Haywood Regional Medical Center will terminate its contract with the corporate physician staffing outfit that supplies doctors for the hospital’s emergency department, according to hospital CEO Mike Poore.
“What we are trying to do is improve our overall emergency department,” Poore said. “What we’ve seen is that there are companies that can help us with the processes to improve our service and quality and efficiency. We are working on terminating the current contract.”
Phoenix Emergency Physicians, the current staffing company, was hired just two years ago to replace Haywood Emergency Physicians, a long-time group of local doctors. The local group was pushed out by former CEO David Rice over what largely boiled down to a power struggle. The Haywood doctors resisted Rice’s attempts to exert more control over the ER, perceiving those efforts as a loss of autonomy that would interfere in patient care decisions.
Some ER doctors had also raised red flags about Rice’s management of the hospital and challenged his command-and-control style leadership, an early harbinger of problems that later came to fruition.
While the medical community and community at large went to bat for the group of local doctors, urging Rice and the hospital board to keep them, their contract was yanked and the hospital board voted to bring in Phoenix.
Former hospital CEO David Rice pledged that Phoenix would improve patient wait times and coverage in the ER.
However, Phoenix has not met those expectations. The company has staffed the ER with fewer doctors working fewer hours. Today, Poore said a core of six doctors oversees the emergency department at HRMC as opposed to the core of 10 provided by the former group. Only three are listed on the web site.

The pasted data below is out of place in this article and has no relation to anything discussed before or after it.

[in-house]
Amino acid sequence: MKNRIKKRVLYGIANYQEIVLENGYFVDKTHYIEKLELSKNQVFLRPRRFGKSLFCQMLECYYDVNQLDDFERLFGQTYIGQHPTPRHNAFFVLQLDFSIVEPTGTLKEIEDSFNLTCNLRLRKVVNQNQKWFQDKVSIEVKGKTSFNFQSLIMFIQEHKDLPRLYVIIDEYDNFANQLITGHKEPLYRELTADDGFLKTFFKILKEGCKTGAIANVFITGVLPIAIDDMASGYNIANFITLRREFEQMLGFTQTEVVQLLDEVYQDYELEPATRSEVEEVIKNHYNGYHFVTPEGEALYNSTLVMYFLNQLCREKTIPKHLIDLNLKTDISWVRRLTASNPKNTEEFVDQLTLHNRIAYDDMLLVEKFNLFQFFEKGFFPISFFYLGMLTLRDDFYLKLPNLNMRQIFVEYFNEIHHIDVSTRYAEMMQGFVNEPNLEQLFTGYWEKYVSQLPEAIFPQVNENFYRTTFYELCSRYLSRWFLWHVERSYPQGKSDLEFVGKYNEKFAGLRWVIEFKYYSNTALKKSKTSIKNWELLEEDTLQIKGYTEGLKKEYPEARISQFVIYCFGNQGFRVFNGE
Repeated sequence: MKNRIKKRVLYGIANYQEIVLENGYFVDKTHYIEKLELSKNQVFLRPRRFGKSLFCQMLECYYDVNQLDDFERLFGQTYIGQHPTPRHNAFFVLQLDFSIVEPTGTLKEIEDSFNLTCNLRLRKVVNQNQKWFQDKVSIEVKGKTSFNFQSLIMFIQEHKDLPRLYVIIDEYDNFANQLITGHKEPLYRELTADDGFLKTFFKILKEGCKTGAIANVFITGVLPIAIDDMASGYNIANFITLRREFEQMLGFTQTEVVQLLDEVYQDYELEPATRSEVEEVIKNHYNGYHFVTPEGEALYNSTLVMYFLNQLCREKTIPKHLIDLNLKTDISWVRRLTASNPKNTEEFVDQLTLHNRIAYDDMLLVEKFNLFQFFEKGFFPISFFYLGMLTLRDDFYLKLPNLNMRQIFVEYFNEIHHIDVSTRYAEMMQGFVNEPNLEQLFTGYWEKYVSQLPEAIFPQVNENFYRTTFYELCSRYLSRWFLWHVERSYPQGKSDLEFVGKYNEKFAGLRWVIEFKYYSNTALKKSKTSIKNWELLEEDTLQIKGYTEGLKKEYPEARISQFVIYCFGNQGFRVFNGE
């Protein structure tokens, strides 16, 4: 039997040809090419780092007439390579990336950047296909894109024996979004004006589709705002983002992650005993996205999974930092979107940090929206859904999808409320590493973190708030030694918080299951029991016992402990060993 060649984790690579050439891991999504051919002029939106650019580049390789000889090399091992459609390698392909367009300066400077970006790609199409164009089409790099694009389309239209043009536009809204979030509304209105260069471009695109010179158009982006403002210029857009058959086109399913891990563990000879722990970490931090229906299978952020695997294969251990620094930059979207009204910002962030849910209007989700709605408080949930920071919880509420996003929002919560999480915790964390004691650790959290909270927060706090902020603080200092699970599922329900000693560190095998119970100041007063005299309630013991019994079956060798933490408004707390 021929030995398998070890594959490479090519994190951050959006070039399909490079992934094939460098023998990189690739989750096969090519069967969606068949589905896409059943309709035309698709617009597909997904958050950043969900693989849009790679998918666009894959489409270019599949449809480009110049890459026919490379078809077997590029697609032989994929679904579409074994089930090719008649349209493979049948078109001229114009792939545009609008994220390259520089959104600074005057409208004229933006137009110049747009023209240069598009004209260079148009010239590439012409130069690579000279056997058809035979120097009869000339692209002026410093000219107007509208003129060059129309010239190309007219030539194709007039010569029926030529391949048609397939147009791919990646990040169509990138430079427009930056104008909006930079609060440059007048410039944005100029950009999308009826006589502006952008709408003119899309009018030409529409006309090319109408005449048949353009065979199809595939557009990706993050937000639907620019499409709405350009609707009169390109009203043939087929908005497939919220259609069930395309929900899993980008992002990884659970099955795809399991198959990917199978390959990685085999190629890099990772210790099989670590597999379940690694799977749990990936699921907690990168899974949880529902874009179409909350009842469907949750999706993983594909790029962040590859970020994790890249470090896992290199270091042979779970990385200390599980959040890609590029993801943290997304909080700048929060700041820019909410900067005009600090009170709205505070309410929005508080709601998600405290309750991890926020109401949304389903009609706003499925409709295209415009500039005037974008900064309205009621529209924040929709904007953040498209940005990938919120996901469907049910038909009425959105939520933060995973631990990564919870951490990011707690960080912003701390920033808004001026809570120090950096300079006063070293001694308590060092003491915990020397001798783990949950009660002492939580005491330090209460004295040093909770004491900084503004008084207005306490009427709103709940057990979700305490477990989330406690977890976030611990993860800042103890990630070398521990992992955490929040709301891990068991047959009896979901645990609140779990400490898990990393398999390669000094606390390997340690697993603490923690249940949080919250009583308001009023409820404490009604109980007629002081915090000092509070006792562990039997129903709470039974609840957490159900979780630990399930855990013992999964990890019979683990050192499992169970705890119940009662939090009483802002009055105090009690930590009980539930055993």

Long wait times in the ER have persisted months after the hospital restored its Medicare and Medicaid certification status and returned to full staffing levels.
“We’re not satisfied with our wait times,” Poore said.
However, Poore said simply adding more doctors won’t in itself improve care and wait times in the emergency department. He cited effective management, knowledge, and customer service as other crucial factors for a successful ER.
“You don’t always throw numbers at it to solve the problem,” he said. “The goal is really more on efficiency. If it takes more doctors, then yes, but it’s the process flow; and having the experience and know-how to improve quality.”
The hospital will likely replace Phoenix with another corporate staffing outfit rather than bring operations in house.
“That’s really the trend in the United States — there are these large companies that manage physicians,” Poore said. He said the hospital is currently vetting five different companies to replace Phoenix and hopes to have a new group in place by April 1.